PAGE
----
Nice Attack: Are You Serious, AP and Projo?


Here’s the information from a top-of-the-front-page Associated Press article that ran in today’s Providence Journal:

“I saw that suddenly people were fleeing and shouting,” she said, speaking by phone from Nice. “People were shouting, ‘It’s a terrorist attack! It’s a terrorist attack!’ It was clear that the driver was doing it deliberately.”

The astonishing thing is that it takes reporters Ciaran Fahey and Raphael Satter until paragraph 20 for the statement that the massacre in Nice, France, was likely a terrorist attack (which we now know to be true).  Here are the operative phrases in the opening paragraphs, which (to my mind) bring into question the integrity of the journalists and the publication that selected this particular article for its coverage:

  • Paragraph 1: “A truck loaded with weapons and hand grenades drove onto a sidewalk”
  • Paragraph 2: “the truck ran over people on a ‘long trip’ down the sidewalk”
  • Paragraph 3: “a Nice native who spoke to the AP nearby, said that he saw a truck drive into the crowd”
  • Paragraph 5: “the truck plowed into the crowd over a distance of 1.2 miles”
  • In paragraph 7, we finally learn that the truck had “a driver.”

We’re reaching the point, in Western Civilization, that we face the very real possibility of death by passive voice and personification.  For crying out loud: Even those whose reading is no deeper than Harry Potter should have learned the lesson that one can’t defeat an evil whom one won’t even name.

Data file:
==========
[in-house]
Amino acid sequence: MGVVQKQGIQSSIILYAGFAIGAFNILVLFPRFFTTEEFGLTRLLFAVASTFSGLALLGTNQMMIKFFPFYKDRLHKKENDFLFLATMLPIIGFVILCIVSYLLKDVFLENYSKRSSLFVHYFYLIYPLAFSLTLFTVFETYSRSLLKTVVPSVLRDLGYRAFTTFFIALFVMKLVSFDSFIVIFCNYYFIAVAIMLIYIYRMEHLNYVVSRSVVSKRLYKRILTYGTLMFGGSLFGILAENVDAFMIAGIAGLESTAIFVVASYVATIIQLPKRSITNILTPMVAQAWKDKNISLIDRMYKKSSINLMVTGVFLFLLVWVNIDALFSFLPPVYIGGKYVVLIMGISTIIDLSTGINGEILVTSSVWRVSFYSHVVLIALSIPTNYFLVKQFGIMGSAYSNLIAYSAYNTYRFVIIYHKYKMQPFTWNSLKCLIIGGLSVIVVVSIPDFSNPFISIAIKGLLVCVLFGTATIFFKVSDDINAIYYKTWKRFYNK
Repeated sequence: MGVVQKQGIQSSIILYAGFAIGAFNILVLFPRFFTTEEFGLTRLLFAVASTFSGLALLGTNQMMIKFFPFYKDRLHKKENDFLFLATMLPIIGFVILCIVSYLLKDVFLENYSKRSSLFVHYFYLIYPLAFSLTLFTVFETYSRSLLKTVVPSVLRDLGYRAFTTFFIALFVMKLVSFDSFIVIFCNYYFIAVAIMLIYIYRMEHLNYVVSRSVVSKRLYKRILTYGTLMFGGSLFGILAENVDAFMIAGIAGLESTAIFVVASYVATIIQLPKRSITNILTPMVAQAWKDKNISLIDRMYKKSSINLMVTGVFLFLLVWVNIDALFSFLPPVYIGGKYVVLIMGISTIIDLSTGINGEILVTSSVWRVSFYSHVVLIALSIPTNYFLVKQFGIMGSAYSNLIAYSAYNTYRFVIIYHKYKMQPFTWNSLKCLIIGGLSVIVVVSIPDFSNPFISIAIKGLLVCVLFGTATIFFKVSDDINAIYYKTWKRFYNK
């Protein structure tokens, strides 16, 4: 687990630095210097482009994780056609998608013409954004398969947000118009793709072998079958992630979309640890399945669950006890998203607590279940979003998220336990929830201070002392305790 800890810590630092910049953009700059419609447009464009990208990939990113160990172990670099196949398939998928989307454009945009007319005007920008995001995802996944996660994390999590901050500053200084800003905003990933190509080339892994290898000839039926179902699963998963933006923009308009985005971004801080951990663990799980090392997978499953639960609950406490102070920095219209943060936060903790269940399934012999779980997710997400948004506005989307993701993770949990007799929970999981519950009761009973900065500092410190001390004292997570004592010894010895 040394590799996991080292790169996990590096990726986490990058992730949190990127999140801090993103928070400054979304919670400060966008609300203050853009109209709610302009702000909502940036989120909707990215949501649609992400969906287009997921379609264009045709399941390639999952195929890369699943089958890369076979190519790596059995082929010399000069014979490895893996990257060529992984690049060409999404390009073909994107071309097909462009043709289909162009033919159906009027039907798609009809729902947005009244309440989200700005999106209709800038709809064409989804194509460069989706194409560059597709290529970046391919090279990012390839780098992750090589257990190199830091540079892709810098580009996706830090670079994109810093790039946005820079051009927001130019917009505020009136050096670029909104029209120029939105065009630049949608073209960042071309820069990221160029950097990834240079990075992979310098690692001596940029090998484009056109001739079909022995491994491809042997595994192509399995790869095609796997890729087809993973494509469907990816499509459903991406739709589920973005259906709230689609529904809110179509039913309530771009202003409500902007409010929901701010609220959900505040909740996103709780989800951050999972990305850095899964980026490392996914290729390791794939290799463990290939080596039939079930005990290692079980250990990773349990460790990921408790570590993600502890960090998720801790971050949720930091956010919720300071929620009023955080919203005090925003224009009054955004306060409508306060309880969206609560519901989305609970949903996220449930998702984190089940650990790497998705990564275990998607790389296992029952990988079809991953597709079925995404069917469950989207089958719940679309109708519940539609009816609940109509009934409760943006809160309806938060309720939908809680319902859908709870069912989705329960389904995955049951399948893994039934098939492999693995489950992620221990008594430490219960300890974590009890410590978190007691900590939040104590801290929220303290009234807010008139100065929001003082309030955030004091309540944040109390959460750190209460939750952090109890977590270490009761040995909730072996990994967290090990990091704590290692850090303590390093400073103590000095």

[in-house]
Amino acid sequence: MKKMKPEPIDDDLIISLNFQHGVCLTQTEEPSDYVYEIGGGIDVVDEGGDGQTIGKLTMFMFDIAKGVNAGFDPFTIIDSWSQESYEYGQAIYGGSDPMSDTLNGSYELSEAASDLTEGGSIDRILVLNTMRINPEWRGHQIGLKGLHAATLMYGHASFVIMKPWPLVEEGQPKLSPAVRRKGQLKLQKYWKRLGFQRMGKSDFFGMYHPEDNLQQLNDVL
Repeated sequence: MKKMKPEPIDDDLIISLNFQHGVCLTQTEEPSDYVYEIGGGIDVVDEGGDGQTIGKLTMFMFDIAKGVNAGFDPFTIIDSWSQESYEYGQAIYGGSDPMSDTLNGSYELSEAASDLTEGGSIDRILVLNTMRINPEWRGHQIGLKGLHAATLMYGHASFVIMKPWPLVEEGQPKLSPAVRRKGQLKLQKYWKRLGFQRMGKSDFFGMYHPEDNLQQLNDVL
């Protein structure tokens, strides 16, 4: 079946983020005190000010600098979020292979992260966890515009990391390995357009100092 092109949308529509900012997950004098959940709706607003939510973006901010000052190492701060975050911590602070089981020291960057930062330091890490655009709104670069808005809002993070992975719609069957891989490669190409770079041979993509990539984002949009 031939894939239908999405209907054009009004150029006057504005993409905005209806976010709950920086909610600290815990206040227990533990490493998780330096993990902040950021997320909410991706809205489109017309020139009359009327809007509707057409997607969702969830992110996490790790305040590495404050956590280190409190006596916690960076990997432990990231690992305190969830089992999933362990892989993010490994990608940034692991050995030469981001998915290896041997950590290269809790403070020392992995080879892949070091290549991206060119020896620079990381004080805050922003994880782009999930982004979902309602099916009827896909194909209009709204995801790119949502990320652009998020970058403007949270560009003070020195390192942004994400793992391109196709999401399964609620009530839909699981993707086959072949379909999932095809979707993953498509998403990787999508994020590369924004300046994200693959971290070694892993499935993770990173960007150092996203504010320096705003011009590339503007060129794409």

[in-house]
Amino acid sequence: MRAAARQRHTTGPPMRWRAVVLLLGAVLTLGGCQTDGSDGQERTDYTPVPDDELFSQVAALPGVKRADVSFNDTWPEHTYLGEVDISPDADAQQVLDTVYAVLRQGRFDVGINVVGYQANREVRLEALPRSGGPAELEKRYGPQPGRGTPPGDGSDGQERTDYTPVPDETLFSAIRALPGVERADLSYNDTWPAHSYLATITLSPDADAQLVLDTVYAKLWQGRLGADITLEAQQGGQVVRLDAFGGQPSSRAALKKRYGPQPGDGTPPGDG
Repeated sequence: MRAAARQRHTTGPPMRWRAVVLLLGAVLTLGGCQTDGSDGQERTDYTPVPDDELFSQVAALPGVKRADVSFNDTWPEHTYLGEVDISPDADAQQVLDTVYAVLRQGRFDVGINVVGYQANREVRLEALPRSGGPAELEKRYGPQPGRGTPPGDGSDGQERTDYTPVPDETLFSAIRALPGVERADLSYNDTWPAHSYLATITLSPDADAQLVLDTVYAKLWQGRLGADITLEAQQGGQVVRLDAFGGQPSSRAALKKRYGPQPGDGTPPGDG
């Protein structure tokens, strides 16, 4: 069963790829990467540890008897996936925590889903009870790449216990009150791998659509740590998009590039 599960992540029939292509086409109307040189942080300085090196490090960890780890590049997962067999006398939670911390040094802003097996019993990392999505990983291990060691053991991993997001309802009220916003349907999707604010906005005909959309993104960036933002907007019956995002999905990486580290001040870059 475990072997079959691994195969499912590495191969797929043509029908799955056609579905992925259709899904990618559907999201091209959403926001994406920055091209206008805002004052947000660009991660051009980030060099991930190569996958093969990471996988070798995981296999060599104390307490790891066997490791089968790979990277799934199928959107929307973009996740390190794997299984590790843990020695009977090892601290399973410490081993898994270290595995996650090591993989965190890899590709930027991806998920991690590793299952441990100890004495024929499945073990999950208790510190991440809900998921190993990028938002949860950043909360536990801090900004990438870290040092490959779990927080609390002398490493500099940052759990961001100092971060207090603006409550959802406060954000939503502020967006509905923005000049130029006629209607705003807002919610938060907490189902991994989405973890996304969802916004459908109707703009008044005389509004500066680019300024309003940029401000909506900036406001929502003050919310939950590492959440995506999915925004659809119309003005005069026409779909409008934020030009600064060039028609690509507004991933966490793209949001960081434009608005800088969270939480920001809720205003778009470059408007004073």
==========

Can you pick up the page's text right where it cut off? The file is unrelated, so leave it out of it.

Perhaps it would help to offer a practical lesson with reference to evils that the news media is happy to proclaim: If you want to help stop such things as the mosque vandalism in South Kingstown (assuming it wasn’t a hoax), or Donald Trump’s candidacy, or Brexit, the very first step — the very first step — is to show that you can be trusted to report on (journalists) and combat (politicians) a clear and present danger.

If your focus is, instead, your own politically correct virtue signaling, you’re only going to contribute to frustration and maybe (just maybe) finally get the backlash you’ve been self-righteously worrying about since a handful of Islamic extremists connected to an international jihadist organization flew planes into American buildings in 2001.

  • Rhett Hardwick

    Justin, I agree. But is all the more reason to keep up with the codes, or “nuances”. Code for an illegal is to refer to him by his city of residence, preceding his name. As in “a New Bedford man, Manual Suarez”. “Manual Suarez, of New Bedford” is probably a citizen. I have yet to discover the code for “Islamic Terrorist”.

    We know who the enemy is. Our difficulty is that we must treat it as a “police action”, with “collateral damage” avoided at all costs. Cops do not halt a bank robbery by shooting the customers. We tend to let criminals with hostages walk. Additionally. in the list of motivators, family and clan are much higher than “patriotism”. Kill a son, or brother, and you may have a blood feud that lasts generations.
    Unfortunately, the history of the Middle East is a history of conquests. I think who is in control matters little to the average citizen, so long as they can proceed with their miserable lives. Sort of the way that the English lived under French queens and German kings.Consequently there is no rising against ISIS.

  • Rhett Hardwick

    About Nice. That’s what happens when you live in a country where it is easier to buy a truck than a book or computer.

    • HugeGovtDebtFailure

      That’s what happens when you don’t know how to have border patrol….

  • Mike678